ME: Blackjack is a good game if you know the right strategy. You can buy a basic strategy card in the casino gift shop and face maybe a half-percent house edge on the traditional game. If you play the correct basic strategy you can ignore what the “experts” at your table say because there is a good chance they are wrong. Just smile at them and then ignore them.

HE: I don’t want to look at a basic strategy card. People will think I am stupid. That would be embarrassing.

SHE: I really like to play those single deck games. I think you have a better chance to win at those games even with the 6 to 5 payout on the blackjacks. I heard single decks are the closest contest for the players.

ME: A lot of people use basic strategy cards. No one will make fun of you. It actually means you are smart. Now those 6 to 5 payouts on the single deck blackjack games, plus the fact that they hit soft 17s, will give the house about a 15 times greater edge on the single deck games than the casinos used to have in the good old days. You need to get that 3 to 2 payout on the blackjack to help make it a close game in terms of the house edge. So I think you must avoid all those games where the casino is taking too big a cut from you.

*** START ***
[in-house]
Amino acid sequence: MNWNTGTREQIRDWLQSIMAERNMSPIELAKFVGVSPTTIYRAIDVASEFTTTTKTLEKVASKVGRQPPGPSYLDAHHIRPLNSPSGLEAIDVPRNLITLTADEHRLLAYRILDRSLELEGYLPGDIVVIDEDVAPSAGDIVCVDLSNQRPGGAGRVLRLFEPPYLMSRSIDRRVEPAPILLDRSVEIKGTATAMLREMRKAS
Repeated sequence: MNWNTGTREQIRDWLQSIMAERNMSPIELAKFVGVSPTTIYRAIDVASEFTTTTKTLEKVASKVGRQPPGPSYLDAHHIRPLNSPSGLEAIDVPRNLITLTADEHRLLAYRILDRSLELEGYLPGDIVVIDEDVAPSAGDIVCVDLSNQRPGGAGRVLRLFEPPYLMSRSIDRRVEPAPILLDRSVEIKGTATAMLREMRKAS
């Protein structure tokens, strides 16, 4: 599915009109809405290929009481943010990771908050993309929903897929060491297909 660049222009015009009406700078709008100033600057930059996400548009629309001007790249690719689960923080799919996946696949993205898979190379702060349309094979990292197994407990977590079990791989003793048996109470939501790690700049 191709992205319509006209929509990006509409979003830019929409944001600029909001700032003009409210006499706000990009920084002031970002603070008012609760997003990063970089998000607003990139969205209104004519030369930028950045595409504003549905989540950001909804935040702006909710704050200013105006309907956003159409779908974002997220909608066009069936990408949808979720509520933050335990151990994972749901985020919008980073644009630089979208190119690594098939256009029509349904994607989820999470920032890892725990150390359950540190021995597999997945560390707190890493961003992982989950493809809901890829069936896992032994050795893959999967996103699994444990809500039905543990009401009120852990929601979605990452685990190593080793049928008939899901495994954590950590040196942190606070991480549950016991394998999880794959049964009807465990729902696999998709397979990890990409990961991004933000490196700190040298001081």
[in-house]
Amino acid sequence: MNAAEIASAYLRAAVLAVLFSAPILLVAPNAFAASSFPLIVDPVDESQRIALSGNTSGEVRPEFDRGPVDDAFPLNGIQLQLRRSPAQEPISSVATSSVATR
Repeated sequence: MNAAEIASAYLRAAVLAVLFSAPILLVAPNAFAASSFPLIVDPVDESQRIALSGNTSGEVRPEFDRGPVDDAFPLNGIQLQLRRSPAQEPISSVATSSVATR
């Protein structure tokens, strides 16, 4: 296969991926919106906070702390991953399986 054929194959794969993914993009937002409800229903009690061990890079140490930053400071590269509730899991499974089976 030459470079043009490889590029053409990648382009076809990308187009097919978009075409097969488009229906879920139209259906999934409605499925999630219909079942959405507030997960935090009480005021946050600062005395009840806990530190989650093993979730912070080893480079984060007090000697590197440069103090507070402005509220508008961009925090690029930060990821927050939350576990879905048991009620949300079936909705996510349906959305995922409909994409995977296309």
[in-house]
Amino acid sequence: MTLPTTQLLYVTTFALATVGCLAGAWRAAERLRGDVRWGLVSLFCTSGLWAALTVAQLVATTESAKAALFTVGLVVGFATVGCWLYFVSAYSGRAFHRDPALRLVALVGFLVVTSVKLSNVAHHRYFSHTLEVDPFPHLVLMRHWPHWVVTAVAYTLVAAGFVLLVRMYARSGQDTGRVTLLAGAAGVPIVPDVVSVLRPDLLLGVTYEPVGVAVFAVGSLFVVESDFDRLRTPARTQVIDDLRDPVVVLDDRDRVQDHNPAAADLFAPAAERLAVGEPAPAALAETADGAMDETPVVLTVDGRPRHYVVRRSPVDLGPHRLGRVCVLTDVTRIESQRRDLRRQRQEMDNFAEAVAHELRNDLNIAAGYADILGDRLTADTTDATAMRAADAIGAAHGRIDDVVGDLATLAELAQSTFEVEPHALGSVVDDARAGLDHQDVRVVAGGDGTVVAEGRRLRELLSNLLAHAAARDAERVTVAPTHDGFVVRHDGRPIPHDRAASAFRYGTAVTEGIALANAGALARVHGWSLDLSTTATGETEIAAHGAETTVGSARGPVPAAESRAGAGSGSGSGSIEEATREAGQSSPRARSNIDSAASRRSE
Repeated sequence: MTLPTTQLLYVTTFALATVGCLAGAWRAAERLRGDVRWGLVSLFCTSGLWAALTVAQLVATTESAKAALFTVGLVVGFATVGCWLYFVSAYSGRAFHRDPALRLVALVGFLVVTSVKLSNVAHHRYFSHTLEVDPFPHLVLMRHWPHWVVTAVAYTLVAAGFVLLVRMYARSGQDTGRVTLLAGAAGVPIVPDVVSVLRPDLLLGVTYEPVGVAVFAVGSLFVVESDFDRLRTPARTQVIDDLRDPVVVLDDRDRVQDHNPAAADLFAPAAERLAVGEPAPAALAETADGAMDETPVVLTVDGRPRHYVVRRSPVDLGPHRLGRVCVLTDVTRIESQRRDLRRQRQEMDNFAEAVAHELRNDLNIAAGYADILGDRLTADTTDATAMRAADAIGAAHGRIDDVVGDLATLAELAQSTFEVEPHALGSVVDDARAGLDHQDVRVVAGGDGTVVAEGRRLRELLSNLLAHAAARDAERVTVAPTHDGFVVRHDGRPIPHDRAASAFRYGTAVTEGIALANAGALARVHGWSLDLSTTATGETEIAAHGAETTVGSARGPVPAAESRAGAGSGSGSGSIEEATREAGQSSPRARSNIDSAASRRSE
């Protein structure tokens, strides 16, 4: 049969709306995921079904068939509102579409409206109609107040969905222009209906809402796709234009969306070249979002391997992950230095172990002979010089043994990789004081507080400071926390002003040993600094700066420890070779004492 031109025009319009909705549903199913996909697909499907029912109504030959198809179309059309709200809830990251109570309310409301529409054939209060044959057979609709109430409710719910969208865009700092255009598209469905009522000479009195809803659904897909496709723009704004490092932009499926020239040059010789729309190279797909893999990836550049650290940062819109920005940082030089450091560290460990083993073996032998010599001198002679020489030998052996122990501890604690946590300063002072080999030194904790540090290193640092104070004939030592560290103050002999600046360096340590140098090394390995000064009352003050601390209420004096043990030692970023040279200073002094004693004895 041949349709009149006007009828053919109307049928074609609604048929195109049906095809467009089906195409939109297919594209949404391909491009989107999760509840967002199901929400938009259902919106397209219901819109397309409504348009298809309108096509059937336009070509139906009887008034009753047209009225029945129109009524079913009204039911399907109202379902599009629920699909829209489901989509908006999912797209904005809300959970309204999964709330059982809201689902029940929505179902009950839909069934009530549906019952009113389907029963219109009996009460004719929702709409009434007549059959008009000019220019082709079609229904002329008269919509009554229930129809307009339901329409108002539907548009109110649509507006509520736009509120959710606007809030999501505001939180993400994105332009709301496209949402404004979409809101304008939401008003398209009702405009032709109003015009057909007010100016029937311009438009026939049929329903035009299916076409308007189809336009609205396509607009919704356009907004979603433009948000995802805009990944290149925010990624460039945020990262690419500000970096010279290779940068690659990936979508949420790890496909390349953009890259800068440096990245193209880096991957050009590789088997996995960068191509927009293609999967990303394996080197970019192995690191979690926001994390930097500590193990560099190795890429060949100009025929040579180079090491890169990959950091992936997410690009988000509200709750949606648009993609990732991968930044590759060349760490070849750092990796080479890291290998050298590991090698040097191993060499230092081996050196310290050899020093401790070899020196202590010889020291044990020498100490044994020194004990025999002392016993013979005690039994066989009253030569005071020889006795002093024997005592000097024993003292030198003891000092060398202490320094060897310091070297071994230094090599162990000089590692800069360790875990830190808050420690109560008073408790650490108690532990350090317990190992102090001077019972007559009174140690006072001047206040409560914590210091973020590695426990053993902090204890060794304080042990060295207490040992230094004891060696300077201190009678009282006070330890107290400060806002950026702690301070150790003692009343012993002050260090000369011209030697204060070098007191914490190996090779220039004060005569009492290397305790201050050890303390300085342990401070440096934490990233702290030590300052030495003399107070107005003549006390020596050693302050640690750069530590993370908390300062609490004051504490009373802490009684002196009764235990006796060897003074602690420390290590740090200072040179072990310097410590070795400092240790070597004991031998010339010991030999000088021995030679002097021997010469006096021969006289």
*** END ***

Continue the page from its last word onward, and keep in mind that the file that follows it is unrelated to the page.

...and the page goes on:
HE: I like craps because you have the best chance to win a lot of money at that game. You have bets that pay off like 10 to 1 and sometimes even higher. It’s a great game with a lot of excitement. I like to shake the dice up, blow on them, and then fling them down the table. I try to get them to bounce hard off the back wall and make it all the way back down to me!

SHE: Craps is too confusing. There’s too much going on.

ME: You know a lot of people think craps is confusing and it really isn’t. It’s a simple game. There are a lot of bets and almost all of them are bad. I hate to say this but all the bets that pay off large sums like 10 to 1 are bad bets with high house edges. Just use the Pass Line, take odds, place the 6 and 8 and the game is very close between the player and the house. You don’t even have to know the other bets because they aren’t worth making.

HE: I find roulette to be dull.